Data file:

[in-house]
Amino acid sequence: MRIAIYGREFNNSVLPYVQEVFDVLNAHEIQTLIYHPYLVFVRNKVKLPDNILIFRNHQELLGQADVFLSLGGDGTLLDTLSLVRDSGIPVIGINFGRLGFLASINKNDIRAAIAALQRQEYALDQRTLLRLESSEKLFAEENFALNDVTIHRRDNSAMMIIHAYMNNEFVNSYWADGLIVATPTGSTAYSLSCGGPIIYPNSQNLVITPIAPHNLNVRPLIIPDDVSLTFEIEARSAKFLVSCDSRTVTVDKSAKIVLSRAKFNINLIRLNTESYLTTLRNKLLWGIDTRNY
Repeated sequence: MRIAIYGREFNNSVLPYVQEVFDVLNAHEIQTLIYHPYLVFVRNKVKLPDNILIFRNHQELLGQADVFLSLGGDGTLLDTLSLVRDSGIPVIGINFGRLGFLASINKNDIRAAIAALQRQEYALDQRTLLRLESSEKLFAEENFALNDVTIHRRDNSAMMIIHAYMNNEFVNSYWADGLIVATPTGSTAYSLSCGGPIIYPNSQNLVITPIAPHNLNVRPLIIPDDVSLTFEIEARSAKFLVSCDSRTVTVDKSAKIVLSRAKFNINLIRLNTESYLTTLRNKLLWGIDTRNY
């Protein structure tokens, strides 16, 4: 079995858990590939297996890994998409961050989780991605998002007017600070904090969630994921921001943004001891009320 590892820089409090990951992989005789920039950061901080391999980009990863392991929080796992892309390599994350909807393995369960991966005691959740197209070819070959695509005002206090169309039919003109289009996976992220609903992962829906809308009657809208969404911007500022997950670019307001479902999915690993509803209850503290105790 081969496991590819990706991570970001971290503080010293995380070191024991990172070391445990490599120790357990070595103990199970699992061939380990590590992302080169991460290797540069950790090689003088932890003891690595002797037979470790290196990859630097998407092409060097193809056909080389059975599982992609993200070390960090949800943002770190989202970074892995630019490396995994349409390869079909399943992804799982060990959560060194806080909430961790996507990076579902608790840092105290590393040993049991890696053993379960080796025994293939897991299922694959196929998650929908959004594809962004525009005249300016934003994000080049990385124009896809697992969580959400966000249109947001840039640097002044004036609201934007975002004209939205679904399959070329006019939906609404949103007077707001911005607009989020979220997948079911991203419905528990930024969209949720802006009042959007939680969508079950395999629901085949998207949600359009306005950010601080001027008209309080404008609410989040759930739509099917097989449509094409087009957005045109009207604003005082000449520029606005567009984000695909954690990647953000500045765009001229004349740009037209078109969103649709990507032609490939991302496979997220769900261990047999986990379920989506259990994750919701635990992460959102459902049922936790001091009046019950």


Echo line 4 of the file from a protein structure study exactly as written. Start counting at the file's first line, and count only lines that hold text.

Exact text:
């Protein structure tokens, strides 16, 4: 079995858990590939297996890994998409961050989780991605998002007017600070904090969630994921921001943004001891009320 590892820089409090990951992989005789920039950061901080391999980009990863392991929080796992892309390599994350909807393995369960991966005691959740197209070819070959695509005002206090169309039919003109289009996976992220609903992962829906809308009657809208969404911007500022997950670019307001479902999915690993509803209850503290105790 081969496991590819990706991570970001971290503080010293995380070191024991990172070391445990490599120790357990070595103990199970699992061939380990590590992302080169991460290797540069950790090689003088932890003891690595002797037979470790290196990859630097998407092409060097193809056909080389059975599982992609993200070390960090949800943002770190989202970074892995630019490396995994349409390869079909399943992804799982060990959560060194806080909430961790996507990076579902608790840092105290590393040993049991890696053993379960080796025994293939897991299922694959196929998650929908959004594809962004525009005249300016934003994000080049990385124009896809697992969580959400966000249109947001840039640097002044004036609201934007975002004209939205679904399959070329006019939906609404949103007077707001911005607009989020979220997948079911991203419905528990930024969209949720802006009042959007939680969508079950395999629901085949998207949600359009306005950010601080001027008209309080404008609410989040759930739509099917097989449509094409087009957005045109009207604003005082000449520029606005567009984000695909954690990647953000500045765009001229004349740009037209078109969103649709990507032609490939991302496979997220769900261990047999986990379920989506259990994750919701635990992460959102459902049922936790001091009046019950």